The Guilford Foundation and the Women & Family Life Center will offer up to $500 a person to Guilford residents financially impacted by the coronavirus.
Officials say they are worried about what will happen if COVID-19 cases spike and they don’t get any more protective equipment.
The spread of novel coronavirus, which causes COVID-19, has become an international public health crisis, with people sickened worldwide, including 159 confirmed cases in Connecticut as of Thursday night
The school closed for spring break a week early on advice from the health department, officials said, and the student is recovering back in N.Y.
Guilford, Madison and North Branford have declared local civil preparedness emergencies, as well as implementing library closures, event cancellations and limiting public access to town offices.
With the shut-down of school districts, along with their spring productions and sports; the businesses we ordinarily spotlight temporarily closing their doors, and the events we preview cancelled or postponed, there’s a new normal at the ShoreLine Times.
The new Walsh Intermediate School wing features cutting-edge science classrooms, a library with huge windows and lots of light, collaborative, lounge-like work spaces outside some classrooms.
The student, who is not a Connecticut resident, was isolated and sent to his home in the New York area at the onset of symptoms, according to First Selectwoman Peggy Lyons.
The move gives more decision-making power to top town officials without having to follow normal legislative processes, and signals a town may seek federal reimbursement for costs.
SHOREINE — Many business owners were holding their collective breath days before Gov. Ned Lamont made the decision to close all restaurants, bars, movie theaters, gyms, fitness centers and studios, to slow the spread of the COVID-19 virus.
BRANFORD — Late Sunday night, Amy Johansson heard about an elderly couple in the Branford Walmart parking lot asking people to shop for them. A young woman finally said yes. They gave her a list and cash.
More hospitals and commercial labs are equipping themselves to tests. Professionals say there still will be some limits.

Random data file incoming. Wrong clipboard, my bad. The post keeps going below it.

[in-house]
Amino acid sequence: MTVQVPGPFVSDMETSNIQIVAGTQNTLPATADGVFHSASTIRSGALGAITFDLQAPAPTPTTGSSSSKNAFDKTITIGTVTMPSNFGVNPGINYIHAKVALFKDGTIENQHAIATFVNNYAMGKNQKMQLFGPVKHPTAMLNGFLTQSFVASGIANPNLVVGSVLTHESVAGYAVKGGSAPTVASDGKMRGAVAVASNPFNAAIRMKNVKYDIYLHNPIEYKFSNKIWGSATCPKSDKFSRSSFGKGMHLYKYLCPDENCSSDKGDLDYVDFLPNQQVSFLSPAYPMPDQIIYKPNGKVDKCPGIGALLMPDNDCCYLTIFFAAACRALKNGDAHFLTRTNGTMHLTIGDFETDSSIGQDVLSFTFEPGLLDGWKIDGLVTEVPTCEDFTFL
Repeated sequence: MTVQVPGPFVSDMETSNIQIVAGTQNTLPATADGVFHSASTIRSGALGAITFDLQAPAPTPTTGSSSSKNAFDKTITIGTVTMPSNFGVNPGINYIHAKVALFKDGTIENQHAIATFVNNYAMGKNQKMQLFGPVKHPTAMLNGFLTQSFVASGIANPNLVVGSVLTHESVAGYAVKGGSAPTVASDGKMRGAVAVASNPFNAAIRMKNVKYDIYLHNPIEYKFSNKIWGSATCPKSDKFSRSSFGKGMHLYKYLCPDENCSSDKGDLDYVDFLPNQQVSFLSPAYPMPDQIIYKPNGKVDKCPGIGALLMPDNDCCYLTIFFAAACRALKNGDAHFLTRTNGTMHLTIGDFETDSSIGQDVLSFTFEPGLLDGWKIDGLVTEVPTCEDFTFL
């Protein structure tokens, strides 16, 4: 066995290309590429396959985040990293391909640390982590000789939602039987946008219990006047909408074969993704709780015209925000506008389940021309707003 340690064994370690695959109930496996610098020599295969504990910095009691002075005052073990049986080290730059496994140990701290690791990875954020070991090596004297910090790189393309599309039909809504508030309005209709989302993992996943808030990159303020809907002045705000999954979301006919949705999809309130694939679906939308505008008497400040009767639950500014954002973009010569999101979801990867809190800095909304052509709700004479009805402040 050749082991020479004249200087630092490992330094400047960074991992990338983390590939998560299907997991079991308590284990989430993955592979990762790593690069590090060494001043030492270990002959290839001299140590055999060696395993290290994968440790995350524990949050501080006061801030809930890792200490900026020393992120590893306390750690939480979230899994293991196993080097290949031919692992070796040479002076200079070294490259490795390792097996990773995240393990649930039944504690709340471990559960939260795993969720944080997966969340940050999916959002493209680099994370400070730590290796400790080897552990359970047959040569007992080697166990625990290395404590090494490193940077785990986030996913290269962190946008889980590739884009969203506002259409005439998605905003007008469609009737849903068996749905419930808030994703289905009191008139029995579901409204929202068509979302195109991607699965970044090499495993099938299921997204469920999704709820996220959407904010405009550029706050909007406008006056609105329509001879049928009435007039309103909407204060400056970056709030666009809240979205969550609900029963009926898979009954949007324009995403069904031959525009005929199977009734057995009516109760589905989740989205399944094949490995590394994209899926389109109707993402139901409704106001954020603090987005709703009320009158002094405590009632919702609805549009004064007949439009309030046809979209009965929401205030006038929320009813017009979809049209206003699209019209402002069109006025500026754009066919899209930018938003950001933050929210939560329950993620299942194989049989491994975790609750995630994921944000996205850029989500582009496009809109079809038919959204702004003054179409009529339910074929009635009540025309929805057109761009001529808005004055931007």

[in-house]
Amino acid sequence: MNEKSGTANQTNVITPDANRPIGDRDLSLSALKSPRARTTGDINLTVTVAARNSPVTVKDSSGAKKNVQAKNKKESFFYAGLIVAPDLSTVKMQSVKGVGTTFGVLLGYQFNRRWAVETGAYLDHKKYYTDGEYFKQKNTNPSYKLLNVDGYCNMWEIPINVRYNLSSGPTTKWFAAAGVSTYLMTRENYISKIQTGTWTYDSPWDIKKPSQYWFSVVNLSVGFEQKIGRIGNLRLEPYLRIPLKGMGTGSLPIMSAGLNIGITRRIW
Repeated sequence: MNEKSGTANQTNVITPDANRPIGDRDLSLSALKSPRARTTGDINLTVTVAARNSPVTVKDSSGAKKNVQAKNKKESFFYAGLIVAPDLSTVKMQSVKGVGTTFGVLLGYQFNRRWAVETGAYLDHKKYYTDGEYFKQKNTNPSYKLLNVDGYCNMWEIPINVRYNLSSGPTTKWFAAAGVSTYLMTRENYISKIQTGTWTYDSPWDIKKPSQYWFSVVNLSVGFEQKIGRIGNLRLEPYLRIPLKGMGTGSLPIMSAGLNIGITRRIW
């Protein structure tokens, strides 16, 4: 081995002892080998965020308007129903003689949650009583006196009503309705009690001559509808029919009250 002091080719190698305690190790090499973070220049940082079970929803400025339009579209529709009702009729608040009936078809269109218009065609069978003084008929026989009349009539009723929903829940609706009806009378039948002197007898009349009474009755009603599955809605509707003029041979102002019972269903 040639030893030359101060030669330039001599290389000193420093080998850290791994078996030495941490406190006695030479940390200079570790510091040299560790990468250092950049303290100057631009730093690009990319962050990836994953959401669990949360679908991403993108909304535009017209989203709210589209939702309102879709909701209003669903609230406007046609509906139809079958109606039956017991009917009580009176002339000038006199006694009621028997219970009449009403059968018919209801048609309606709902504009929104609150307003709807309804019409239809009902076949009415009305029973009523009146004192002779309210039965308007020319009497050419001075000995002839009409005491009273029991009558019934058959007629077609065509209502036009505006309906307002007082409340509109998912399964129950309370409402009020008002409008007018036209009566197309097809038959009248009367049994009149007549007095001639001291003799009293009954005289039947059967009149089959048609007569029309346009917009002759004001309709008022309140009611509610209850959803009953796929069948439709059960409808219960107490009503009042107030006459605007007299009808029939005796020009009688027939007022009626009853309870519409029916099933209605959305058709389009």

Wendy Metcalfe, the VP of content and editor-in-chief of Hearst Connecticut Media, discusses the role journalists have during a time of uncertainty like the coronavirus outbreak.
A new survey indicates the pandemic is hitting manufacturers around the country hard, particularly those that rely on raw materials and parts coming from China.
Homodeus, the company that is developing the coronavirus test, is one of several of Rothberg’s companies based out of a business incubator.
By canceling events and keeping distance from others, the ability of Covid-19 is reduced and the steep increase in cases is flattened.
Education and municipal officials across the state are scrambling to provide food to children who typically get one or more meals in school.
While some communities have been told to prepare enough food for a month inside their homes, for many who utilize soup kitchens, that’s not possible.
The props were lent to the Branford production by Seaview Productions, the production company started by BHS Performing Arts alumnus Greg Nobile.
“This dispensation is offered with the understanding that some will still wish to attend Mass, while others may be less willing...,” Archbishop Blair said.
Our girls are married with families of their own, but on March 14 our family will get together a few days early to enjoy our March 17 St. Patrick’s Day corned beef, potatoes, carrots and cabbage boiled dinner with Irish soda bread. It’s one of our family’s favorite meals!
People who call 833-ASK-YNHH with concerns about the coronavirus can talk to a doctor and find out whether they should be tested for the illness.